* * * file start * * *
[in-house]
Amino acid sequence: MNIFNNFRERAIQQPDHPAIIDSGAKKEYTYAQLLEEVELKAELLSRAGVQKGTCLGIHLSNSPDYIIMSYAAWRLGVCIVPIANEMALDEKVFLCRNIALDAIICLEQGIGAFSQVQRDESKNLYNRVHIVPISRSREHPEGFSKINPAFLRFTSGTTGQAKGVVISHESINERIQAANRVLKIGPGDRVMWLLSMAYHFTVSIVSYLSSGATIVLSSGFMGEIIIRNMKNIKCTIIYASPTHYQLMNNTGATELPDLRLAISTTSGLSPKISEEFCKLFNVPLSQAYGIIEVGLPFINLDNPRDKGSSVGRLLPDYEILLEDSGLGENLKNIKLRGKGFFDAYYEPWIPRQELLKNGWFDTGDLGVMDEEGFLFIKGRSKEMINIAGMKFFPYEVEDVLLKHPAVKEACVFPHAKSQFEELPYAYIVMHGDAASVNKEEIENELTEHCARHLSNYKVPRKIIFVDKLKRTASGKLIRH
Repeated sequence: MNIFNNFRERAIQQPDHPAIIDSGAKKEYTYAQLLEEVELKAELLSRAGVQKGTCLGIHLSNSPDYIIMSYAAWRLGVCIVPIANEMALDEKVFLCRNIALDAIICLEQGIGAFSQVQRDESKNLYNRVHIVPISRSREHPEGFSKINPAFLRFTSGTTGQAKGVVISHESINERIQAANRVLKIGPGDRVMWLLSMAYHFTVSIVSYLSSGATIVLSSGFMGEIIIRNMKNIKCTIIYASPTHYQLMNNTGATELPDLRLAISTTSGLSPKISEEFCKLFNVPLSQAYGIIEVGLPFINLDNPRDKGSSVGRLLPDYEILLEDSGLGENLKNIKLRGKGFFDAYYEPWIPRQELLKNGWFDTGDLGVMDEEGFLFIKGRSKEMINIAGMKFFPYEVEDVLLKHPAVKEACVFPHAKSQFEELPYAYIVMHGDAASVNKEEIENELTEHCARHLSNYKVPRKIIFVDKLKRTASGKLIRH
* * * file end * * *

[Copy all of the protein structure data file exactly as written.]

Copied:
[in-house]
Amino acid sequence: MNIFNNFRERAIQQPDHPAIIDSGAKKEYTYAQLLEEVELKAELLSRAGVQKGTCLGIHLSNSPDYIIMSYAAWRLGVCIVPIANEMALDEKVFLCRNIALDAIICLEQGIGAFSQVQRDESKNLYNRVHIVPISRSREHPEGFSKINPAFLRFTSGTTGQAKGVVISHESINERIQAANRVLKIGPGDRVMWLLSMAYHFTVSIVSYLSSGATIVLSSGFMGEIIIRNMKNIKCTIIYASPTHYQLMNNTGATELPDLRLAISTTSGLSPKISEEFCKLFNVPLSQAYGIIEVGLPFINLDNPRDKGSSVGRLLPDYEILLEDSGLGENLKNIKLRGKGFFDAYYEPWIPRQELLKNGWFDTGDLGVMDEEGFLFIKGRSKEMINIAGMKFFPYEVEDVLLKHPAVKEACVFPHAKSQFEELPYAYIVMHGDAASVNKEEIENELTEHCARHLSNYKVPRKIIFVDKLKRTASGKLIRH
Repeated sequence: MNIFNNFRERAIQQPDHPAIIDSGAKKEYTYAQLLEEVELKAELLSRAGVQKGTCLGIHLSNSPDYIIMSYAAWRLGVCIVPIANEMALDEKVFLCRNIALDAIICLEQGIGAFSQVQRDESKNLYNRVHIVPISRSREHPEGFSKINPAFLRFTSGTTGQAKGVVISHESINERIQAANRVLKIGPGDRVMWLLSMAYHFTVSIVSYLSSGATIVLSSGFMGEIIIRNMKNIKCTIIYASPTHYQLMNNTGATELPDLRLAISTTSGLSPKISEEFCKLFNVPLSQAYGIIEVGLPFINLDNPRDKGSSVGRLLPDYEILLEDSGLGENLKNIKLRGKGFFDAYYEPWIPRQELLKNGWFDTGDLGVMDEEGFLFIKGRSKEMINIAGMKFFPYEVEDVLLKHPAVKEACVFPHAKSQFEELPYAYIVMHGDAASVNKEEIENELTEHCARHLSNYKVPRKIIFVDKLKRTASGKLIRH